The Mexican government announced an extension to the program to regularize “chocolate” cars, changing the deadline from Sep. 20 to Dec. 31, 2022. Furthermore, Jalisco was added to the list of states covered by the program.
"On the President's instructions, given the demand for appointments, the deadline for the program has been extended to Dec. 31, and the state of Jalisco has also been added to the list where there will be service modules," said Rosa Icela Rodríguez, Federal Ministry, Public Security, as reported by Animal Político.
The decision to extend the program was published in the Official Journal of the Federation (DOF), which states: “For this reason, it is necessary to extend the validity of the program for all those used vehicles of foreign origin that have not yet been definitively imported.”
The decision was met by criticism from the Mexican automotive industry. “Since the entry into force of the Decree, nothing has been done to restrict the entry of illegal used vehicles, so that the phenomenon not only continues but has expanded to more and more entities, even in those where there is not even a broad base of illegal vehicles since with the addition of more and more entities to the Decree, they continue to enter in the hope that at some point they will also be included,” said Guillermo Rosales Zarate, Executive President, Mexican Association of Automotive Distributors (AMDA).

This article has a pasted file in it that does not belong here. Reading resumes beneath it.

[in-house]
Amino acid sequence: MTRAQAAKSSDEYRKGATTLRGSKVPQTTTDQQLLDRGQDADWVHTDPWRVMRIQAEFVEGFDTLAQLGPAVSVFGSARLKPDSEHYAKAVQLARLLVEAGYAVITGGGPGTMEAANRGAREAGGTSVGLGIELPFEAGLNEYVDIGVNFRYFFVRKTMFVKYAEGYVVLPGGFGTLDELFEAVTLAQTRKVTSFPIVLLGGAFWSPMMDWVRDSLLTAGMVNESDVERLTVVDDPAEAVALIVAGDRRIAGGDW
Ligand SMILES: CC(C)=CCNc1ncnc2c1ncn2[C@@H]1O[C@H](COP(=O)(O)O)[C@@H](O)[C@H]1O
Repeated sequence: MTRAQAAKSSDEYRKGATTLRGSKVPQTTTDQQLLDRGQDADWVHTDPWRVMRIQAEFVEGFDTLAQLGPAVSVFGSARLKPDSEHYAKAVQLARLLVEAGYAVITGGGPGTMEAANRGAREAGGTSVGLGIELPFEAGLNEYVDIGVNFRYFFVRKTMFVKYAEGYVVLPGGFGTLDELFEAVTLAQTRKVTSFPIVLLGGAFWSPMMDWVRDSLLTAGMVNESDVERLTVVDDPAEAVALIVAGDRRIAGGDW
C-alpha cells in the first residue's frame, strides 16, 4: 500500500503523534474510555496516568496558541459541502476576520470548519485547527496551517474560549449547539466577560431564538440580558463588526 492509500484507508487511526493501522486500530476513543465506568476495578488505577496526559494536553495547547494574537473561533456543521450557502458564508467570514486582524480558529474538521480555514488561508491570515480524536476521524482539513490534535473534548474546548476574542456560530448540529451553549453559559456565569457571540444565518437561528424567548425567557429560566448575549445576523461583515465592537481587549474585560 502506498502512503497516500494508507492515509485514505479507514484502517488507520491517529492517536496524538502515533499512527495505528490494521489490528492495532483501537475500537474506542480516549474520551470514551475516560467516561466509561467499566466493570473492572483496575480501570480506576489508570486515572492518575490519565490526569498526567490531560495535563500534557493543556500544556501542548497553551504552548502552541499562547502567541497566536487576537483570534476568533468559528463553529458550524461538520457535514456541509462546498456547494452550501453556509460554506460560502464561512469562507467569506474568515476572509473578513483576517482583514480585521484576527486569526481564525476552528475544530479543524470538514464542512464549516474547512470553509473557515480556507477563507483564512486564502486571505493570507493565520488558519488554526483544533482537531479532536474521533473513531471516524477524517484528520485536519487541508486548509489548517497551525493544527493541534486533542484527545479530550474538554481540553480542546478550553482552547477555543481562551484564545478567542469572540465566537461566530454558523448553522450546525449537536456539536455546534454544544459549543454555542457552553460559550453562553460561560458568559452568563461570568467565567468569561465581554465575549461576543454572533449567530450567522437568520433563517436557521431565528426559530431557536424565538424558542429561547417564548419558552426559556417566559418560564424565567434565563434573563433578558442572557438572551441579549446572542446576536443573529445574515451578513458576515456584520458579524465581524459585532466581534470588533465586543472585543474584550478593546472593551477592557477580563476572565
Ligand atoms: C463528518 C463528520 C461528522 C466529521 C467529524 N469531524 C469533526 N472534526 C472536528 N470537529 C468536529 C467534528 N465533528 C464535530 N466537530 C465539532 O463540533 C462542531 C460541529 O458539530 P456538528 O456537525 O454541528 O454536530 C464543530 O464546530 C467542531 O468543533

The association also said that this decree only highlights the obsolescence of the Public Vehicle Registry (REPUVE), which has been unable to meet the demands of those who seek to regularize their vehicles. This has generated a black market for the people who are interested in regularizing their vehicle but have been unable to do so.
“We said it once and we will continue to say it: the extension of this decree will only confirm the resounding failure it represents, since no matter how many offices are opened and appointments are generated, if the free transit of contraband, encouraged by federal and state authorities, is not closed, organized crime will continue to take advantage of the situation and the problems associated with this phenomenon will never end. Thus, Mexico will continue to be the backyard of other nations' automotive garbage and a country of never-ending regularization,” said Rosales.
During this month, AMDA’s Executive President pointed out that there is an increasingly worrying number of vehicle imports from the US and Canada. The association estimates that almost 500,000 additional units have been added to Mexico’s vehicle fleet, damaging national automakers, as reported by MBN.